The relationship between mother and child has been a strong theme underscoring this whole season, and it’s come to a head in this episode with the aptly-titled ‘Don’t Make Me Come Back There.’ Aleida has never been what anyone would call a good mother. Even in the first season, through Daya’s flashback, Aleida proved herself to be selfish and uncaring. She’d freely leave her slew of young children to go to dinner when they didn’t have anything to eat and she’d sort drugs in their kitchen while her kids observed.

It’s not until Daya starts having contractions that Aleida begins to consider the repercussions of her hands-off parenting approach. In intense pain and with no screen to filter her thoughts, Daya pushes Aleida away and accuses her of wanting to “sell the baby.” While it’s true that Aleida wanted some financial gain from the situation, her flashbacks show that it wasn’t her sole motivation.

Aleida sent Daya to summer camp when she was a young child because she admits she wants Daya to have a better life. Her mother’s response is, “Even if it doesn’t include you?” (It is pretty hard to blame Aleida, considering that at the likely age of eight Daya knows what a condom looks like and can distinguish it from an uninflated balloon.) Once Daya does go to camp, it’s hard for Aleida to initially let go, but it’s even harder for her to accept the idea that Daya had fun without her. Her selfishness extends passed even the eventual mistreatment of her children when she emotionally manipulates Daya into believing that her time at camp was unnecessary. Daya not only made three best friends (and six regular friends) at camp, but also found her talent in art. Aleida is quick to erase the all of the benefits of sending Daya away just to make herself feel more worthwhile.

While lamenting the absence of her child, Maria confesses to Aleida, “I’m not freaking out because she needs me. I’m freaking out because I need her.” Aleida understands that every action she’s taken in relation to Daya has been for her own use and benefit, and until now she’s never tried to relate Daya’s feelings to hers. But in seeing Daya in pain and wanting to help while Daya pushes back, she finally admits that she’s a terrible mother: “I loved you. I wanted you around me. And now here you are, doing the same stupid shit I did… I never want you to feel the way I feel.” Though Daya doesn’t realize it, it’s in this moment that Aleida admits that putting the child up for adoption was less about the money, and more about letting it have a chance in the world. She understands that letting go is the hardest thing she could do, but keeping it while its mother is in prison is not giving it the life it deserves.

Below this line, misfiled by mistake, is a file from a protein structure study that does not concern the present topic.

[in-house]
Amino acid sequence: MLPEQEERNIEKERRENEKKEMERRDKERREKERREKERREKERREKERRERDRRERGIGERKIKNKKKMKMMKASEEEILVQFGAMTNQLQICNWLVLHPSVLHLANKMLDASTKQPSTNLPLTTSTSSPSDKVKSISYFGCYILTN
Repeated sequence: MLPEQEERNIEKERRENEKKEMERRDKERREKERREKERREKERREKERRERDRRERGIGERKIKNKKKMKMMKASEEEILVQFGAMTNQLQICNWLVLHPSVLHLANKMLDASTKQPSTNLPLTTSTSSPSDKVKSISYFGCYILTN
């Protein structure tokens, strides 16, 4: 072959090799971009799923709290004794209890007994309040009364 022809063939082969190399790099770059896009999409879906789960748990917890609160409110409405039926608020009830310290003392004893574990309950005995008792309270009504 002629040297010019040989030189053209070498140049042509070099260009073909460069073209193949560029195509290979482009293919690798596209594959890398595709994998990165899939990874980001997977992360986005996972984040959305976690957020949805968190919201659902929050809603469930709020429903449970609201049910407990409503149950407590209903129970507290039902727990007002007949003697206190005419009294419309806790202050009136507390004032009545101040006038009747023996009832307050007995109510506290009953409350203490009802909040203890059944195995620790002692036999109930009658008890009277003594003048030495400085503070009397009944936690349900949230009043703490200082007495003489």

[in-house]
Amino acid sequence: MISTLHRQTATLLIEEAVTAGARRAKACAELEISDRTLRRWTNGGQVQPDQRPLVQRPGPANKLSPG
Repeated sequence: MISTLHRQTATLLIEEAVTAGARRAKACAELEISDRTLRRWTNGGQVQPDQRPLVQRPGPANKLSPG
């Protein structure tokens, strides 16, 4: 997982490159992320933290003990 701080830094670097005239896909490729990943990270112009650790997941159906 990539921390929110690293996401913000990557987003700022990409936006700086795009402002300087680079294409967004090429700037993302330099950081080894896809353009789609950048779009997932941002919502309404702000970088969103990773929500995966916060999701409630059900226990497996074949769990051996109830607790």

As Daya is being taken to the hospital, it’s heartbreaking to watch Aleida look on, knowing she can’t be there to help her daughter get through childbirth. Still, she did the best thing she could for Daya by telling Mama ‘Stache that the baby had died. It may have gone against what Daya ultimately decided she wanted to do, but the gesture proved that Aleida didn’t care about the money. For perhaps the first time, she thought of her daughter’s needs before her own.

– Keeping in line with the motherly theme, Taystee now realizes she’s the mom of her group. She may not have asked for it, but she’s definitely the best at it.
– Just as Piper admits that she’s not very good at being on her own, Stella tells her she’s getting out. It’s unfortunate for Piper, but she really should get over her serial monogamy at some point.
– Red’s storyline in this episode was a micro plot all of its own. And talk about suspension of disbelief! How the hell are they able to get away with this dinner?!
– It’s hard not to root for Boo and Pennsatucky to use their “doggy night-night pills” to get back at Coates, but I’m glad they didn’t end up doing it.
– Sophia’s plot seems as though it’s been finalized, with her post-jumping trip to the SHU. It wasn’t my favorite this season, but the social commentary was definitely worth mentioning.